The chair­man was here

Two Syd­ney ho­tels of­fer board­room­style guest suites

The Weekend Australian - Travel - - DESTINATION AUSTRALIA - SU­SAN KUROSAWA

So this is how the big­wigs once lived. The CUB Suite at the 62-room Old Clare Ho­tel in Chip­pen­dale, at the south­ern end of down­town Syd­ney, is not named for a cub reporter, al­though I used to fre­quent this Broad­way pub in its ear­lier tough-and-tum­ble in­car­na­tion. I was a Fairfax jour­nal­ist back then and our Jones Street head­quar­ters was a tankard’s toss away. It was a pop­u­lar wa­ter­ing hole known as The Coun­try Clare Inn, com­plete with sham­rock mo­tifs and green-coloured Guin­ness on St Pa­trick’s Day. Next door was the Carl­ton United Brew­eries build­ing, which is now linked to the re­vi­talised pub via a four-storey glass atrium and raised walk­ways. Hence the CUB acro­nym for the (new) Old Clare’s top digs and the web­site’s poin­ter to The Fancy One.

At more than 100sq m, the wood-pan­elled CUB Suite feels the size of a ball­room, with tall sash win­dows and lofty moulded ceil­ings. Many of the fit­tings would hardly be needed by to­day’s guests — the eight-seater din­ing ta­ble (a replica of the orig­i­nal, which re­sides else­where in the ho­tel), the vestibule that just calls for a re­cep­tion desk and a sec­re­tary with a dic­ta­tion pad, and the ex­ec­u­tive wash­room com­plete with porce­lain uri­nal. Into th­ese sur­rounds, the ar­chi­tects have popped a bed­room “cube” and con­tem­po­rary bath­room, and the de­sign­ers have en­sured all mod-con com­forts are in place, from wall­mounted telly to bright cush­ions and even desk lamps made from sal­vaged mar­itime light­ing and parts. It is a tri­umph of heir­loom-meets-hip even if the acreage makes you won­der if roller­skates should be sup­plied for ease of get­ting about the par­quetry floors. The lo­ca­tion is grand, too, edg­ing the newly cool precinct that in­cludes hawker-style Asian restau­rants and Ja­son Ather­ton’s just-opened Kens­ing­ton Street So­cial restau­rant.

What would the chair­man have made of the for­mer board­room’s 21st-cen­tury fri­vol­i­ties. Mi­crofi­bre bathrobes? Nespresso ma­chines? Take a memo, Miss Jones.

Across the city in Mar­ket Street, just off Ge­orge Street, the AHL hos­pi­tal­ity and en­ter­tain­ment con­glom­er­ate (think Ry­dges Ho­tels and Re­sorts, Greater Union and Event Cin­e­mas, among other ven­tures), opened the 200room QT Syd­ney in late 2012, and took great care to cher­ish the his­tory and “bones” of the ad­joined State Theatre and Gow­ings, both opened in 1929. The ho­tel oc­cu­pies the ad­min­is­tra­tive storeys of the ven­er­a­ble theatre and the top floors of the for­mer Gow­ings depart­ment store, now with a Top Shop out­let at street level.

The QT brand is all about fun and funky de­sign. There are myr­iad styles and con­fig­u­ra­tions of ac­com­mo­da­tion (in­clud­ing cov­eted cor­ner cham­bers) but its two State Suites are the gue­strooms that con­vinc­ingly her­ald tra­di­tion and her­itage. One of th­ese was the of­fice of leg­endary busi­ness­man and hote­lier Sir Nor­man Ry­dge; the other was the com­pany board­room.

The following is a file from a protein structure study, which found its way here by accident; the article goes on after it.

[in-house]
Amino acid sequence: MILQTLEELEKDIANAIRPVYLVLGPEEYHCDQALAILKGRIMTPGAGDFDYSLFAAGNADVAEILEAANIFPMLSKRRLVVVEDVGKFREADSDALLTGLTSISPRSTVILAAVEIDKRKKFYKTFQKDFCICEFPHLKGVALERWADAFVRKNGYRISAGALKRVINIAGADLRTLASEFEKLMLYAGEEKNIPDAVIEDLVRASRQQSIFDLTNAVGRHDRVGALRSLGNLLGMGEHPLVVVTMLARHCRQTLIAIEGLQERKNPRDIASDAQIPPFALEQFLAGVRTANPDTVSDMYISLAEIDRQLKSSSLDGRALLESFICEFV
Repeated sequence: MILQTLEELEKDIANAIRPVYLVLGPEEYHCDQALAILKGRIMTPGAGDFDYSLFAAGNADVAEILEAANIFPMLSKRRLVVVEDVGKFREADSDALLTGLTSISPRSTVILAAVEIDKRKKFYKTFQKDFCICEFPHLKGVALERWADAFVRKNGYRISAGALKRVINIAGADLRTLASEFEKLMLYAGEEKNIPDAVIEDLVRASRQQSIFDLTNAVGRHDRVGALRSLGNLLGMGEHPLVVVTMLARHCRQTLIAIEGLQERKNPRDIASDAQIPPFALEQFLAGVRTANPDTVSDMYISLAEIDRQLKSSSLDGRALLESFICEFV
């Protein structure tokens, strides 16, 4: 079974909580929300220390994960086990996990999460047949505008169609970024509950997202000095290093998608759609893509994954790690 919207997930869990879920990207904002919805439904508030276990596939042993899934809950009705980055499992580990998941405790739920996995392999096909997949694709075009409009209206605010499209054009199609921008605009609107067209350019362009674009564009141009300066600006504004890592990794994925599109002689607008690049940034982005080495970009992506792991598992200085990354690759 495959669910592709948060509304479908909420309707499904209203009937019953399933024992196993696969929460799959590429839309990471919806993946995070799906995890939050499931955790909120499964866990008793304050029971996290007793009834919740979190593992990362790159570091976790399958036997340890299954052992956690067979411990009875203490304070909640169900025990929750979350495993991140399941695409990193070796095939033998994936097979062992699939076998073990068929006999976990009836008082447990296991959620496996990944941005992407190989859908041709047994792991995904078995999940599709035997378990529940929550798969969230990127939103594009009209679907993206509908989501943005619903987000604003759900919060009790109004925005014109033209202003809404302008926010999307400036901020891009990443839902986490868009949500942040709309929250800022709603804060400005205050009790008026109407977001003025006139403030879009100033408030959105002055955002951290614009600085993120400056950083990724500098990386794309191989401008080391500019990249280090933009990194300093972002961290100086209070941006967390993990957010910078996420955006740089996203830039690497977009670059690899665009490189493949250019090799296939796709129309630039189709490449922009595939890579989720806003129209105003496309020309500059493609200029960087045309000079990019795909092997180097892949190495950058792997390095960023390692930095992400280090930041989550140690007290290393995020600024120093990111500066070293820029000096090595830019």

Th­ese pen­t­house-like spa­ces are from an era of desks empty but for ash­trays and de­canters (think Madi­son Av­enue’s Mad Men). They fea­ture wooden pan­elling, art deco-in­spired fur­ni­ture and mix-and-match fab­rics. Lay­ered cur­tains fall to gen­er­ous pools of fab­ric, there’s a lamb’s wool throw on the play­ground-sized bed and its ir­reg­u­lar-shaped bed­head is of soft and creamy leather. The com­modi­ous grey-tiled bath­room fea­tures a white slip­per tub and, be­side it, a moulded em­pire chair with a foot­stool set as a zany, but con­vivial, tableau. Light­ing is clever, glass­ware sparkles in jew­elled colours, dis­play cab­i­nets of dis­parate ob­jects are back­lit, there’s LED dig­i­tal art and ev­ery last de­sign de­tail pops and shines.

Lit­tle ex­tras in­clude a sil­ver tray laid with the in­gre­di­ents for a QT espresso mar­tini (Grey Goose vodka, Cafe Pa­tron XO tequila and coffee ma­chine cap­sule) plus cock­tail shaker, sugar sticks and a Bot­toms Up sign. Ah, those signs. Bathrobes are tagged Cover Up and there’s noth­ing as pro­saic as Do Not Dis­turb or Make Up Room la­bels (that would be No or Yes) while a notepad by the tele­phone is la­belled Lost For Words. The mini­bar in­cludes an Emer­gency Bowtie kit “for all for­mal emer­gen­cies”. And along the broad 10th-floor cor­ri­dor is an in­stal­la­tion of old-fash­ioned por­ta­ble tele­vi­sion sets that sits like a mu­seum piece and seems suit­ably the­atri­cal in this noir, al­most vamp­ish, ho­tel, which is some­times con­fus­ingly dark. Is that Lady Gaga in the cor­ner? Or one of the ho­tel’s ex­trav­a­gantly wigged Di­rec­tors of Chaos?

Then I no­tice a pair of griffins guard­ing the State Suite bal­conies fac­ing Mar­ket Street. I step through the French doors of Suite 1010 and peer right and then up­wards for fab­u­lous views of Syd­ney Tower, all sci-fi and soar­ing on a blue-sky Syd­ney morn­ing. To­day’s ver­sions are faith­ful copies but the orig­i­nals of th­ese Gothic stone em­bel­lish­ments were ap­par­ently re­moved dur­ing World War II in case the build­ings were bombed and they might fall onto pedes­tri­ans. It is un­likely such a catas­tro­phe is in the off­ing but QT Syd­ney is a knock­out, just the same.

Su­san Kurosawa was a guest of The Old Clare and QT Syd­ney. • the­old­clare­ho­ • qtho­

State Suite at QT Syd­ney, top and above right; CUB Suite at The Old Clare Ho­tel, above left; glass an­nexe link­ing the her­itage build­ings at The Old Clare, below

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